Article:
The common wisdom is that Agile need Kanban teams to do the work that the Scrum Teams can’t do yet as well as the stuff that you don’t want your Scrum Teams to be distracted by. There is however much more to Kanban than meets the common agilist’s eye.
In the context of software development, Kanban is an approach based on Lean that tries to limit waste and work in progress to the actual capacity of the software development team. The aim of Kanban is to create a context that balances capacity and demand through a value stream and promote visual project management. Thus the work is not “pushed” to developers by project managers, but “pulled” by the development team according to priorities. Kanban is the Japanese word for visual card and visualizing the current situation is very important in Kanban. If collocated teams can use simple dashboards and cards to track the work in progress, this is not the same for large or distributed Kanban teams that need to use tools.
If shorter release cycle could be considered as a success for Agile software development teams, they might be considered as an issue if the other parts of the organization are not ready to handle this. In this article, Colleen Johnson shares an experience where the successes achieved implementing the Kanban method at the team level were leveraged to expand them to the enterprise level.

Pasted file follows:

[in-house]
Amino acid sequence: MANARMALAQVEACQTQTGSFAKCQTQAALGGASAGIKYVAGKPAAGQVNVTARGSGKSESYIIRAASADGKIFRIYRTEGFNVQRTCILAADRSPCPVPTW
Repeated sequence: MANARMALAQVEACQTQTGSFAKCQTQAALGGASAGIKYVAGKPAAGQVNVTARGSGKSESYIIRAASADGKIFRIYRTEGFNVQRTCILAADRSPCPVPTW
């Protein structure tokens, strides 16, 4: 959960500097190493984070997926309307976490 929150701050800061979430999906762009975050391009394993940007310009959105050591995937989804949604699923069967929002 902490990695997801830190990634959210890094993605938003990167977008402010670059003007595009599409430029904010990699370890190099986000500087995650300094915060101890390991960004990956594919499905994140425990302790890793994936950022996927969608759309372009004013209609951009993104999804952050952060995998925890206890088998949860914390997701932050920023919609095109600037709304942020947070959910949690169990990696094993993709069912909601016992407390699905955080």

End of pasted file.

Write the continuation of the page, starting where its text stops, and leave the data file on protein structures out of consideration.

If Scrum is the king of the Agile software development frameworks, Kanban can be defined as a distant cousin. We know that there are some connections through this Lean parents, but we don’t always known what it looks like exactly and when to use it. If you want to have a clear and quick (60 pages) understanding of what Kanban is, then this Kanban Workbook is for you.
Like the notion of technical debt, the concept of management debt relates to the leadership issues that prevent a successful Agile transformation. This article from Agile transformation expert Sriram Rajagopalan discusses the types of waste that can be eliminated using a Kanban approach and the role of management debt in perpetuating wasteful practices.
Scrum and Kaban are two Agile approaches that could be used in software development, depending also on the context of the software development tools. In his blog post “Ditching Scrum for Kanban — The best decision we’ve made as a team”, Grant Ammons shares some thought on why he successfully changed it process from a Scrum to a Kanban perspective.
At the beginning of his book, Allan Kelly describes Xanpan as both a method and a philosophy, his philosophy on how software is, or should be, created, and how Agile works, or should work. If Xanpan is basically a mix of XP (eXtreme programming) and Kanban, it contains ideas and techniques of other Agile and Lean approaches, focusing on how teams should work together to deliver better software and value.